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Domestic terrorism lacks federal punishment in U.S.

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Police are parked outside the scene of a shooting at a supermarket, in Buffalo, N.Y., May 15.
Matt Rourke/AP
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AP
Police are parked outside the scene of a shooting at a supermarket, in Buffalo, N.Y., May 15.

The U.S. has waged war on global terrorism but there's no federal designation for domestic terror. A new U.S. House bill aims to help federal law enforcement agencies crack down on domestic terrorist activity.

The FBI can label a group as a domestic terrorist organization, but the label has little legal meaning. That's because in the U.S. domestic terrorism isn't a felony.

Soon after an attack targeting Black individuals in Buffalo, New York, the U.S. House of Representatives passed the Domestic Terrorism Prevention Act (H.R. 350), which would require the FBI to report on domestic terror threats and allocate resources accordingly. However, the bill would not criminalize domestic terror support or actions as the U.S. does for foreign terror organizations.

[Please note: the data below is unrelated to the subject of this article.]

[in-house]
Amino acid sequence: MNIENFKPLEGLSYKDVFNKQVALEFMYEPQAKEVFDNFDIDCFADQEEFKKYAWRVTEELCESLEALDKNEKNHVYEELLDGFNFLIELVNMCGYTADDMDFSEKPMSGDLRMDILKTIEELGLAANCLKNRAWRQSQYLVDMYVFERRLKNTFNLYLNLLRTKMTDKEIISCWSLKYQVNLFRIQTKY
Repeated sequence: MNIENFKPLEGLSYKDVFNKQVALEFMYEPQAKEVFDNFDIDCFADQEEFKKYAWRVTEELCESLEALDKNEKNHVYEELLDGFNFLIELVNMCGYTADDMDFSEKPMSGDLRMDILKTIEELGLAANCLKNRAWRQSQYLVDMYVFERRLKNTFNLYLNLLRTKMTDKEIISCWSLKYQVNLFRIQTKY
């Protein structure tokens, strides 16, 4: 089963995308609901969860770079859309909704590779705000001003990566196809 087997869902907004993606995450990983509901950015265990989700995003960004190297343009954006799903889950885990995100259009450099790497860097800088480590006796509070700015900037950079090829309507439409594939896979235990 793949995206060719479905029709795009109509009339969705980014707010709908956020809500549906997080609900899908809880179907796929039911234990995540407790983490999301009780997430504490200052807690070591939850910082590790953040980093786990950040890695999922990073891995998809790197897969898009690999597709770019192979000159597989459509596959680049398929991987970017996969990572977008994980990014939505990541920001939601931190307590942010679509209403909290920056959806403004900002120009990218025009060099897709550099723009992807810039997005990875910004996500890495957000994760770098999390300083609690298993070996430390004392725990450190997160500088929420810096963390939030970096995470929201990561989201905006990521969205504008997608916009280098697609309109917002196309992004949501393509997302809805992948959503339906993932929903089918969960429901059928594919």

One of the reasons the U.S. struggles to act on domestic terror is concerns banning labeled domestic terrorist groups would infringe on the First Amendment, according to Rebecca Best, an associate professor at the University of Missouri-Kansas City who has studied the difference in policing domestic and foreign terror groups.

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